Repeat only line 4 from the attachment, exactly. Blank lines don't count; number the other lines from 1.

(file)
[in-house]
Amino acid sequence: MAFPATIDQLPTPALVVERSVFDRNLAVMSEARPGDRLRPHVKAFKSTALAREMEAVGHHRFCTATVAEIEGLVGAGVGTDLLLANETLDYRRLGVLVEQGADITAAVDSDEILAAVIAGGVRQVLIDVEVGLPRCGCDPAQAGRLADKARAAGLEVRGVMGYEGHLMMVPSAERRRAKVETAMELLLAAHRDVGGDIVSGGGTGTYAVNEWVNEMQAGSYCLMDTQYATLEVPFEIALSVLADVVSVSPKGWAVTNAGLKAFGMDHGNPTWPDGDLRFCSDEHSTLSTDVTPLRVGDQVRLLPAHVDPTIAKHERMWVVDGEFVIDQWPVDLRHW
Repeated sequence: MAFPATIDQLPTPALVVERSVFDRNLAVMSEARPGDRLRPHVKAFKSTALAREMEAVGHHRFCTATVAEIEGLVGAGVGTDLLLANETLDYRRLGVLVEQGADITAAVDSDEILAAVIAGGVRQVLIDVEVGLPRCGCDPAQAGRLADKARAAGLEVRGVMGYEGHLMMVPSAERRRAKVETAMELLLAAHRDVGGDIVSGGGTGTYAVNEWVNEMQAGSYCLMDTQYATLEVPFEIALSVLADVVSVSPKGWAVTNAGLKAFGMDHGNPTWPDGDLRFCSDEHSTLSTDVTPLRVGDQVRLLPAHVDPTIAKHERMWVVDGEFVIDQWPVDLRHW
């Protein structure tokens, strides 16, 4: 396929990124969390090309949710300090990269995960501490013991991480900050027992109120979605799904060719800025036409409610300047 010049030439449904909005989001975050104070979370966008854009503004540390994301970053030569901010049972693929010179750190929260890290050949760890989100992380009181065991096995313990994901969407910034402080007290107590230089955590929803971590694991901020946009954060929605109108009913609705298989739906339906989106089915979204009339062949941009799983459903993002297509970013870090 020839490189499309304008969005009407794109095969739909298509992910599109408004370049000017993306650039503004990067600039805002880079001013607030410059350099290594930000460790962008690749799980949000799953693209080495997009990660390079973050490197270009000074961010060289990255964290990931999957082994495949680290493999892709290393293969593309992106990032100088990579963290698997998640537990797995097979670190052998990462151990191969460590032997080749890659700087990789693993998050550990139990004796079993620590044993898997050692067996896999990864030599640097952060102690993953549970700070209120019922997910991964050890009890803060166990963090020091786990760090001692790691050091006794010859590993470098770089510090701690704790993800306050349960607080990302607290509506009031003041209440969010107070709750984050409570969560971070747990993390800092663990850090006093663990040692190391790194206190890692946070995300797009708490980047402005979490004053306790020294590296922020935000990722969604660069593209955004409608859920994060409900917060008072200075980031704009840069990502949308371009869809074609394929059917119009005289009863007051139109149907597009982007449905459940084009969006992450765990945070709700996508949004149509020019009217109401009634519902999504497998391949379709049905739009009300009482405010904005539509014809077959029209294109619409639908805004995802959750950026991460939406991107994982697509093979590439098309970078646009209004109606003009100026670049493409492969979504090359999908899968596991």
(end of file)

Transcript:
């Protein structure tokens, strides 16, 4: 396929990124969390090309949710300090990269995960501490013991991480900050027992109120979605799904060719800025036409409610300047 010049030439449904909005989001975050104070979370966008854009503004540390994301970053030569901010049972693929010179750190929260890290050949760890989100992380009181065991096995313990994901969407910034402080007290107590230089955590929803971590694991901020946009954060929605109108009913609705298989739906339906989106089915979204009339062949941009799983459903993002297509970013870090 020839490189499309304008969005009407794109095969739909298509992910599109408004370049000017993306650039503004990067600039805002880079001013607030410059350099290594930000460790962008690749799980949000799953693209080495997009990660390079973050490197270009000074961010060289990255964290990931999957082994495949680290493999892709290393293969593309992106990032100088990579963290698997998640537990797995097979670190052998990462151990191969460590032997080749890659700087990789693993998050550990139990004796079993620590044993898997050692067996896999990864030599640097952060102690993953549970700070209120019922997910991964050890009890803060166990963090020091786990760090001692790691050091006794010859590993470098770089510090701690704790993800306050349960607080990302607290509506009031003041209440969010107070709750984050409570969560971070747990993390800092663990850090006093663990040692190391790194206190890692946070995300797009708490980047402005979490004053306790020294590296922020935000990722969604660069593209955004409608859920994060409900917060008072200075980031704009840069990502949308371009869809074609394929059917119009005289009863007051139109149907597009982007449905459940084009969006992450765990945070709700996508949004149509020019009217109401009634519902999504497998391949379709049905739009009300009482405010904005539509014809077959029209294109619409639908805004995802959750950026991460939406991107994982697509093979590439098309970078646009209004109606003009100026670049493409492969979504090359999908899968596991």